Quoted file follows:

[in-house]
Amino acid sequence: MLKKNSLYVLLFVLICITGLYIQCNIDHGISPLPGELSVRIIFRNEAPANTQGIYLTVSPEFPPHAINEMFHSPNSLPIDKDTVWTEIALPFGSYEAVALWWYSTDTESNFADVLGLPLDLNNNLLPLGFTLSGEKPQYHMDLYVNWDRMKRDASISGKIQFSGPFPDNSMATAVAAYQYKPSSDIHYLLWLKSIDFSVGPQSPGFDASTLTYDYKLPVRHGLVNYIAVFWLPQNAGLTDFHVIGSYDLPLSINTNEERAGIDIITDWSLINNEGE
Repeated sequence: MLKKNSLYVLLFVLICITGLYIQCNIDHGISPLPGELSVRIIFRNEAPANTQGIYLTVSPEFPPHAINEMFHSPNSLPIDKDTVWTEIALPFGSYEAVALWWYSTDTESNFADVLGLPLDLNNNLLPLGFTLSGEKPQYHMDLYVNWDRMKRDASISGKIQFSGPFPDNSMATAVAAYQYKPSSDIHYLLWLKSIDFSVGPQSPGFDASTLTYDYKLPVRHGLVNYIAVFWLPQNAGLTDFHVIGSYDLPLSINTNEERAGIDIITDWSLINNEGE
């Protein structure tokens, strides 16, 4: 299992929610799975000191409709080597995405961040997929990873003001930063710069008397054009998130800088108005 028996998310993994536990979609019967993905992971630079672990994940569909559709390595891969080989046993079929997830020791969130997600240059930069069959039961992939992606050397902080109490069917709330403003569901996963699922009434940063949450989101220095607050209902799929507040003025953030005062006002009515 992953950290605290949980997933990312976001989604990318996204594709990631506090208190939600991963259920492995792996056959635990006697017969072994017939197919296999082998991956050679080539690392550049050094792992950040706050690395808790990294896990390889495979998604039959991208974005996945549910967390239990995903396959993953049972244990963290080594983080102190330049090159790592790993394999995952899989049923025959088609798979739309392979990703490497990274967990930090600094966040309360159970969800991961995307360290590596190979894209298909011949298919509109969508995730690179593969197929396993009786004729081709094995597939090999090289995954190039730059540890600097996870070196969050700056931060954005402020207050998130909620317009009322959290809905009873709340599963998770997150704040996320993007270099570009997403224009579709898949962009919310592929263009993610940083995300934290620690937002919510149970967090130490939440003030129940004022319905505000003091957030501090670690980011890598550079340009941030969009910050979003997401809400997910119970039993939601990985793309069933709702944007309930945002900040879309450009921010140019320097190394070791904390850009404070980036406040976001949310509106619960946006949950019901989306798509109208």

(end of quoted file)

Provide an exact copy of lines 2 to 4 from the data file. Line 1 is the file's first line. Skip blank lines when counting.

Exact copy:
Amino acid sequence: MLKKNSLYVLLFVLICITGLYIQCNIDHGISPLPGELSVRIIFRNEAPANTQGIYLTVSPEFPPHAINEMFHSPNSLPIDKDTVWTEIALPFGSYEAVALWWYSTDTESNFADVLGLPLDLNNNLLPLGFTLSGEKPQYHMDLYVNWDRMKRDASISGKIQFSGPFPDNSMATAVAAYQYKPSSDIHYLLWLKSIDFSVGPQSPGFDASTLTYDYKLPVRHGLVNYIAVFWLPQNAGLTDFHVIGSYDLPLSINTNEERAGIDIITDWSLINNEGE
Repeated sequence: MLKKNSLYVLLFVLICITGLYIQCNIDHGISPLPGELSVRIIFRNEAPANTQGIYLTVSPEFPPHAINEMFHSPNSLPIDKDTVWTEIALPFGSYEAVALWWYSTDTESNFADVLGLPLDLNNNLLPLGFTLSGEKPQYHMDLYVNWDRMKRDASISGKIQFSGPFPDNSMATAVAAYQYKPSSDIHYLLWLKSIDFSVGPQSPGFDASTLTYDYKLPVRHGLVNYIAVFWLPQNAGLTDFHVIGSYDLPLSINTNEERAGIDIITDWSLINNEGE
């Protein structure tokens, strides 16, 4: 299992929610799975000191409709080597995405961040997929990873003001930063710069008397054009998130800088108005 028996998310993994536990979609019967993905992971630079672990994940569909559709390595891969080989046993079929997830020791969130997600240059930069069959039961992939992606050397902080109490069917709330403003569901996963699922009434940063949450989101220095607050209902799929507040003025953030005062006002009515 992953950290605290949980997933990312976001989604990318996204594709990631506090208190939600991963259920492995792996056959635990006697017969072994017939197919296999082998991956050679080539690392550049050094792992950040706050690395808790990294896990390889495979998604039959991208974005996945549910967390239990995903396959993953049972244990963290080594983080102190330049090159790592790993394999995952899989049923025959088609798979739309392979990703490497990274967990930090600094966040309360159970969800991961995307360290590596190979894209298909011949298919509109969508995730690179593969197929396993009786004729081709094995597939090999090289995954190039730059540890600097996870070196969050700056931060954005402020207050998130909620317009009322959290809905009873709340599963998770997150704040996320993007270099570009997403224009579709898949962009919310592929263009993610940083995300934290620690937002919510149970967090130490939440003030129940004022319905505000003091957030501090670690980011890598550079340009941030969009910050979003997401809400997910119970039993939601990985793309069933709702944007309930945002900040879309450009921010140019320097190394070791904390850009404070980036406040976001949310509106619960946006949950019901989306798509109208």